Change orders, permitting issues and unsuitable weather are all possible causes of project delays that can result in the plant material you were ready to install to be put on standby for days or even weeks.
Robyn Schmitz, owner and CEO of High Prairie Landscape Group, LLC, based in Edwardsville, Kansas, estimates they have to deal with plant install delays due to project delays approximately 10 to 15% of the time.
“Job delays are common today, even with the best project management practices, because there are still ripples of supply chain volatility,” Schmitz says.
Jeff Rossen, CEO of Rossen Landscape, based in Great Falls, Virginia, says during the pandemic, they dealt with major delays and lost a lot of plant material because of these setbacks.
While typically, project delays are from unforeseen issues, such as a buried pipe that calls for rethinking a design, there are still ways to lessen the chance of plant installation delays.
“My advice is to always visit sites or projects before starting,” says Lixsomar “Lex” Anguiano, a project manager with Chalet, based in Wilmette, Illinois. “Most questions are simple to resolve by looking and walking around the project. Discuss questions with clients and designers about the work to be done. Get a clear image of the scope of work. After you have your answers, take the time to walk the property and look at your notes to see if you forgot anything that can become an issue later. Do not be afraid of asking a tough question. You can prevent most delays with proper thinking. I like to think of the worst-case scenario whenever I visit a property. I look for potential problems and try to get ahead of them.”
Rossen says they go to great lengths to ensure they do not bring in plant material before it is needed.
“If we have a job that has permitting or something that we know may potentially hold it up, we do not order the plants until we’ve cleared permitting and we know that we’re imminently going to do the job,” Rossen says.
If the plant is sitting in the nursery for more than four weeks, Rossen says it’s a red flag. He says even when properly cared for the plant material is 50 percent more likely to fail when delayed.
“Scientifically, plants that are installed in the ground are more insulated from weather extremes and tend to have a higher survival rate than plants awaiting installation,” Schmitz says. “The sooner you can responsibly install your plants in a well-amended, properly dug spot, the better.”
Preserving Plant Material
If a delay does occur, Jeff Korhan, founder of True Nature Marketing, says the first step is to inform the client what is going on and why. Then you should reach out to your plant grower or nursery to see if they can hold on to the plant material for a bit longer as they are better equipped to care to the plants.
Schmitz agrees that you should try to reschedule the delivery and logistics with the nursery if the plants haven’t arrived yet.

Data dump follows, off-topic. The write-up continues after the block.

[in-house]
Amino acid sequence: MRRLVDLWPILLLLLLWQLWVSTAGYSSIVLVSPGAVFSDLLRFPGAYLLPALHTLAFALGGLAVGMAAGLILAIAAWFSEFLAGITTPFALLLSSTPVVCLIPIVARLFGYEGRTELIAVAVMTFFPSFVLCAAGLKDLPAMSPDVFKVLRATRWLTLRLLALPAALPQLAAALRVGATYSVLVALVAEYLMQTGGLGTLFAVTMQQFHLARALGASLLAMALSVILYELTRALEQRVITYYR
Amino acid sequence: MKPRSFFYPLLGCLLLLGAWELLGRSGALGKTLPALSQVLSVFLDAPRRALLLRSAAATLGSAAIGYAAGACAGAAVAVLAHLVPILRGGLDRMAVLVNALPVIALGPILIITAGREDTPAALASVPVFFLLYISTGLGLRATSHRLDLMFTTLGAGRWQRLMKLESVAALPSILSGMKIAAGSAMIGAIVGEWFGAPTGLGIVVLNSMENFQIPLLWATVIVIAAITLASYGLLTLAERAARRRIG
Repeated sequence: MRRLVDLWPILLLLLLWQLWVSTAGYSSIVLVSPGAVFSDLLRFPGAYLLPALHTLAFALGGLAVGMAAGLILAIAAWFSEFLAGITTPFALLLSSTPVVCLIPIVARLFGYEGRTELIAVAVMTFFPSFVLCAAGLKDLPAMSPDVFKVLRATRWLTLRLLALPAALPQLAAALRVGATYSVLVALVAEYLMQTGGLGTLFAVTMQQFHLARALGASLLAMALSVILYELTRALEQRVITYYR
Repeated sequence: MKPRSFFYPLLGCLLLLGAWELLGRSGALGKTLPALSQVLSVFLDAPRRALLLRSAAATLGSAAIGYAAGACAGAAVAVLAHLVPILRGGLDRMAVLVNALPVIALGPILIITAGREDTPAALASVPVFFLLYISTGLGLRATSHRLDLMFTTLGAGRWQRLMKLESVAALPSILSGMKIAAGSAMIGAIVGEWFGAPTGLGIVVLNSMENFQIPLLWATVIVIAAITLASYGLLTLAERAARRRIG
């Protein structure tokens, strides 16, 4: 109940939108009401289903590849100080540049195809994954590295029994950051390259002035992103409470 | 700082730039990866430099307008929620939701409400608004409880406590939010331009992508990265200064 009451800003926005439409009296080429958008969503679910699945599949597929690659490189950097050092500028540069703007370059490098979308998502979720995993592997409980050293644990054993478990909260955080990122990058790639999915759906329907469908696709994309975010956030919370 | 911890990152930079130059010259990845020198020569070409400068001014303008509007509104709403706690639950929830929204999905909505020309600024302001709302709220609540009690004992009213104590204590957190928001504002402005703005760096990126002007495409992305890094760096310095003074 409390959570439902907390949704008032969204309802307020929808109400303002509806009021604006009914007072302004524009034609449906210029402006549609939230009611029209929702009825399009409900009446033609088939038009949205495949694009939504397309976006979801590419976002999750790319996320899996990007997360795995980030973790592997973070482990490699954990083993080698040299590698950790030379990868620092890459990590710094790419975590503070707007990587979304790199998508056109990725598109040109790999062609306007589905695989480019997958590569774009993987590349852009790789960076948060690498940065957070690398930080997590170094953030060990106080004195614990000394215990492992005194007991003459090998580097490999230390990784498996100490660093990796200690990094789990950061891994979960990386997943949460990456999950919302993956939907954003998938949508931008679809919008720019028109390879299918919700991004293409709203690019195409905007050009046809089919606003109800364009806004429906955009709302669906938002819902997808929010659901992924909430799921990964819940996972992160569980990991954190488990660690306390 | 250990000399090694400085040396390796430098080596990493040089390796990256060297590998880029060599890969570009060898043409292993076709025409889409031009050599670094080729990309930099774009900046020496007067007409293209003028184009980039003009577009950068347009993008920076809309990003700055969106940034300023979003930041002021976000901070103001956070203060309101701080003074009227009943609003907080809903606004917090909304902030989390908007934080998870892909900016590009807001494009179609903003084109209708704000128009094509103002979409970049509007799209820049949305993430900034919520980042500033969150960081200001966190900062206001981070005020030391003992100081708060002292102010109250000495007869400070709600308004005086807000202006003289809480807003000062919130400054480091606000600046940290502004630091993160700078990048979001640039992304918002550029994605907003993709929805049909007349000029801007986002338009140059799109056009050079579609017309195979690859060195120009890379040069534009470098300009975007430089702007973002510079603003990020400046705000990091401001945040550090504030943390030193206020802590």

“If the delivery was direct to jobsite, we try to move plant material and few times as possible to prevent damage to rootballs, trunks, etc.,” she says. “In this case, we’ll set up temporary watering, shade, and any insulation/mulch we need. This could include spigot timers with drip hose, or tripod sprinklers.”
Depending on your company facilities, you may have a dedicated area with an irrigation system to care for your delayed plant material. Anguiano says plant storage isn’t an issue for them. They take plant material on a daily basis and plant it either the same day or the following day. He says they try to minimize the transportation of the plant material.
If you don’t have shade houses or a holding area, Korhan suggests placing the plants on the north side of a building for shade.
Monitoring the plants for signs of wilt or disease is critical. Korhan advises having people checking on the plants at least twice daily for warning signs. He says having an employee hand water helps them pay closer attention to the plants. Rossen Landscape has an irrigated nursery and on the weekends they have an employee who comes in to check on the plants.
“Consider how long you’ll be storing the material when deciding what type of system to put in place to temporarily care for the plants,” Schmitz says. “If it’s only a day or two, you may just have a team member hand water. We firmly believe that temporary drip hose with a spigot timer is a much better option, so your crew hours are used on productive work, not unbillable hose-holding. As you’re setting up a temporary space, consider lighting, wind, the need for root-ball insulation, and how you can least inconvenience the client.”
Aside from monitoring and watering the plants, Anguiano says they make sure the roots are moist and covered by mulch or dirt. Balled and burlapped plant material is harder to maintain. Rossen says heeling them in with wood chips around the root balls can keep the plants from drying out.
“Pea gravel can be one of your best friends,” Korhan says. “If you have a container and put it in a larger container and fill that up with pea gravel, that would accomplish several things. Number one, the pea gravel would water the plant slowly and it would insulate it.”
Korhan also suggests lightly pruning the crown of shrubs back so the root system has less to support. He notes that wherever the plant material is stored, they shouldn’t be packed in too tightly where they can’t get good airflow.
“Plant material can be cared for,” Anguiano says. “No matter how long delays are, with proper planning and thinking far enough in advance you can properly take care of them.”